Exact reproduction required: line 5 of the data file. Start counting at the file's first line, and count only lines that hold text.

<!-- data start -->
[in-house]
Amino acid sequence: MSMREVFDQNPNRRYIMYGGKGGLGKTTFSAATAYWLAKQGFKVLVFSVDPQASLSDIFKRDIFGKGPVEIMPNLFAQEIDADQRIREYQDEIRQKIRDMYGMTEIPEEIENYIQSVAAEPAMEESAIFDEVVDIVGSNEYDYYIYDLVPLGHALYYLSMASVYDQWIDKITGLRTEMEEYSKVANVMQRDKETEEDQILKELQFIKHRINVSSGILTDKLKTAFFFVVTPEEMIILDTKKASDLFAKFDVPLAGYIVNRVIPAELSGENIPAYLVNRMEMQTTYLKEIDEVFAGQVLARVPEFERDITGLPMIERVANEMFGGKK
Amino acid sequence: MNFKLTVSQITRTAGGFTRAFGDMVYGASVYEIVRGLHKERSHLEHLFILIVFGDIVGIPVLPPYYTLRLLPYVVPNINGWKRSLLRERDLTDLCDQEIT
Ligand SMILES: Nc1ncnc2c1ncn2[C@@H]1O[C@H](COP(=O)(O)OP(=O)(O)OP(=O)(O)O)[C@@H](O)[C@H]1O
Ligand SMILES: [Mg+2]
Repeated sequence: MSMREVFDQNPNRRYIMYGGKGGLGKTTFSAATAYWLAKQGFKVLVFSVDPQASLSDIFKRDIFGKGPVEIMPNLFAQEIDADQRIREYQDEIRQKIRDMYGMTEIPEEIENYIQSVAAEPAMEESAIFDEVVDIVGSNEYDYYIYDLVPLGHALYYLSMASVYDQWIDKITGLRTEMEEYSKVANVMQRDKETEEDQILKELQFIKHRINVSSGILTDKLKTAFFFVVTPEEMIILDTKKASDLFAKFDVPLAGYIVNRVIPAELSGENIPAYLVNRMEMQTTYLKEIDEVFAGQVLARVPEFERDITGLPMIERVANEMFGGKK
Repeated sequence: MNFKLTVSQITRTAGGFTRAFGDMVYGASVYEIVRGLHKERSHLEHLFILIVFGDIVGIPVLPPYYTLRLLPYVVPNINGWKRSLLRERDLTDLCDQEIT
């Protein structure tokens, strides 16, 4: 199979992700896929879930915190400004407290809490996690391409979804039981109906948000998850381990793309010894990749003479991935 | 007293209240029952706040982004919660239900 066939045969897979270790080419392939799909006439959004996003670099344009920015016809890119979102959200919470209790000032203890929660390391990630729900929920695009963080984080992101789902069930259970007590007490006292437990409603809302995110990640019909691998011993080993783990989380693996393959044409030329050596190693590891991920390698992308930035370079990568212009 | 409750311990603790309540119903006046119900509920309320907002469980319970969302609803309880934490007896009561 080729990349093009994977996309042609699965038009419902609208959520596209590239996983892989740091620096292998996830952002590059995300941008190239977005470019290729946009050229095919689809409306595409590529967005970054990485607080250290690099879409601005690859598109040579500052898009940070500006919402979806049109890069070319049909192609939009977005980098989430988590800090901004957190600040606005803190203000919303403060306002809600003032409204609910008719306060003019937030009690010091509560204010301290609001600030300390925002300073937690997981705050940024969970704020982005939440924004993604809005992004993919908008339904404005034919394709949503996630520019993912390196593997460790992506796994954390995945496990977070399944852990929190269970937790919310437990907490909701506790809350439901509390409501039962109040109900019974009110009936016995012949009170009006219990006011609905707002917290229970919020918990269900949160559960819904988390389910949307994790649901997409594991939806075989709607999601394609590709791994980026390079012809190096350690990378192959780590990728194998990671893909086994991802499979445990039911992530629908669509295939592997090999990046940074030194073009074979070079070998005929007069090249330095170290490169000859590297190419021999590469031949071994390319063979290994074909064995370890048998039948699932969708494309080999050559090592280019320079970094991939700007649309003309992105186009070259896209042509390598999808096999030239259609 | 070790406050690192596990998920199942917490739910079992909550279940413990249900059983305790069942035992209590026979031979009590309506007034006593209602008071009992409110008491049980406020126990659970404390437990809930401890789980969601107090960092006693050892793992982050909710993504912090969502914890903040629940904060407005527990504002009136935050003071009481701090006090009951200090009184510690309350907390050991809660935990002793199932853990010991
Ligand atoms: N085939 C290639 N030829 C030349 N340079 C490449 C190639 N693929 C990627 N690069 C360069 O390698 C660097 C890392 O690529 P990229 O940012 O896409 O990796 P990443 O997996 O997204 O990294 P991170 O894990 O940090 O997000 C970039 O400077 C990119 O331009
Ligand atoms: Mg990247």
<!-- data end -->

Ligand SMILES: [Mg+2]